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Controlling Epidemic Spread using Probabilistic Diffusion Models on Networks

Amy Babay · Michael Dinitz · Aravind Srinivasan · Leonidas Tsepenekas · Anil Vullikanti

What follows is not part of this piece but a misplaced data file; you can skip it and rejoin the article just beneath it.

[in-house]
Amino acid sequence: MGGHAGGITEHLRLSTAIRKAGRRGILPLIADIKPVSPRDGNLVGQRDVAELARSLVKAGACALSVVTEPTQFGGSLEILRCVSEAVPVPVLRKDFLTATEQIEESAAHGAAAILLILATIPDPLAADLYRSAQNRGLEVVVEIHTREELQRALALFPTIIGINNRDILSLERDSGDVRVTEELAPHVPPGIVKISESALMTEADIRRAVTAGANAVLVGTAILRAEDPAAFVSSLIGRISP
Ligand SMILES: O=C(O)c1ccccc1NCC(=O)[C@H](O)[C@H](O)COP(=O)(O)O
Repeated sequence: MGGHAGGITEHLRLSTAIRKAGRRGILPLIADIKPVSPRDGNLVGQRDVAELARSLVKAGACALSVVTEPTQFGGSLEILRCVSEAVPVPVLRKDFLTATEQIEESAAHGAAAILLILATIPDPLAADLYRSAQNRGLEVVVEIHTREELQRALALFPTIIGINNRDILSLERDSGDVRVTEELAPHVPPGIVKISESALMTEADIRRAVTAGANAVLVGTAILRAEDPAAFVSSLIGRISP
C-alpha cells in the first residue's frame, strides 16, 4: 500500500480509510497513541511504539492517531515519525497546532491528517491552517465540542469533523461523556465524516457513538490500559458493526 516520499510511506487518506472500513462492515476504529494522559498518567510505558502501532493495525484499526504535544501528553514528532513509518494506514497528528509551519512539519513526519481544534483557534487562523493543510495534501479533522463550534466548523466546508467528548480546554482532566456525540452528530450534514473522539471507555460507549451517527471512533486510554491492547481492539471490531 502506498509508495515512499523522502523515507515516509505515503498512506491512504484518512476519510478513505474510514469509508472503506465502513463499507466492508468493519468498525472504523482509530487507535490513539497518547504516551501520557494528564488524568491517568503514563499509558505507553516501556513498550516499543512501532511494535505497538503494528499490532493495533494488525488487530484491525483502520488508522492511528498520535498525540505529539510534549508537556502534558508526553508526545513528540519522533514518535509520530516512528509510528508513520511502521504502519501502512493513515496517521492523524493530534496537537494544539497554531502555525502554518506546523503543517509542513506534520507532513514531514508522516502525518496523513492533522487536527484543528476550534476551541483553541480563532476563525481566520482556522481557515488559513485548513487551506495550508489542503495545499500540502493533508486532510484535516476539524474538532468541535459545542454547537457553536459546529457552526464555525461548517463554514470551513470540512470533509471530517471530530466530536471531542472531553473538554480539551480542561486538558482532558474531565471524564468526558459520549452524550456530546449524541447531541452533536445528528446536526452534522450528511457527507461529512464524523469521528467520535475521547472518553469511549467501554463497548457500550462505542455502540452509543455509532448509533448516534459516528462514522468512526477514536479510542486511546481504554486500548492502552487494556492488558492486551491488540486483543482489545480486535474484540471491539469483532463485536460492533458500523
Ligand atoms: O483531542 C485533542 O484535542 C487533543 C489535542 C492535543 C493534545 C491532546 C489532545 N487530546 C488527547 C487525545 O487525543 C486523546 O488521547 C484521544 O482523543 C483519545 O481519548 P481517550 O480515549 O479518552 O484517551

The spread of an epidemic is often modeled by an SIR random process on a social network graph. The MinInfEdge problem for optimal social distancing involves minimizing the expected number of infections, when we are allowed to break at most B edges; similarly the MinInfNode problem involves removing at most B vertices. These are fundamental problems in epidemiology and network science. While a number of heuristics have been considered, the complexity of this problem remains generally open. In this paper, we present two bicriteria approximation algorithms for the MinInfEdge problem, which give the first non-trivial approximations for this problem. The first is based on the cut sparsification result technique of Karger, which works for any graph, when the transmission probabilities are not too small. The second is a Sample Average Approximation (SAA) based algorithm, which we analyze forthe Chung-Lu random graph model. We also extend some of our results for the MinInfNode problem.

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